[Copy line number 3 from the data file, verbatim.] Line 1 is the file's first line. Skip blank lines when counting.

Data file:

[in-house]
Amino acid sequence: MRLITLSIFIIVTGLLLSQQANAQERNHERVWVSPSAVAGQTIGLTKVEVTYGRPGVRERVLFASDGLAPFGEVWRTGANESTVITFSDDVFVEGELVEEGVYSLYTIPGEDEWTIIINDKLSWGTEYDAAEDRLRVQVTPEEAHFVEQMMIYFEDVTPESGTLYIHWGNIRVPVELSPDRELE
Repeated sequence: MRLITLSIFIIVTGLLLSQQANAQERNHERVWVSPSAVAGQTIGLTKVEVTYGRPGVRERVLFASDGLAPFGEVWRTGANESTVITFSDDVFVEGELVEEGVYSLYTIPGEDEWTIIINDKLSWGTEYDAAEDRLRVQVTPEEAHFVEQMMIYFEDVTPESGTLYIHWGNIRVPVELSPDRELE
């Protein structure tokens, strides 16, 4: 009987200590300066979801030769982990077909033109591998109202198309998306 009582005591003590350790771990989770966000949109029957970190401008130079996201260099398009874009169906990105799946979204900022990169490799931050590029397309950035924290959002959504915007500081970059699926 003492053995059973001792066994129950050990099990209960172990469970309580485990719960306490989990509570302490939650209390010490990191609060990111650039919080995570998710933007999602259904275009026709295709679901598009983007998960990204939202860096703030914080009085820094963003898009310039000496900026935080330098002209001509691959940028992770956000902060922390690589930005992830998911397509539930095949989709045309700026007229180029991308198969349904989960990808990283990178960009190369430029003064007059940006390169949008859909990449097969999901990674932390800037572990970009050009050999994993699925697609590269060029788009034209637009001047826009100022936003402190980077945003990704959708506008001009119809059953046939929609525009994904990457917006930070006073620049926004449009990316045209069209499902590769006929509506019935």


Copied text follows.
Repeated sequence: MRLITLSIFIIVTGLLLSQQANAQERNHERVWVSPSAVAGQTIGLTKVEVTYGRPGVRERVLFASDGLAPFGEVWRTGANESTVITFSDDVFVEGELVEEGVYSLYTIPGEDEWTIIINDKLSWGTEYDAAEDRLRVQVTPEEAHFVEQMMIYFEDVTPESGTLYIHWGNIRVPVELSPDRELE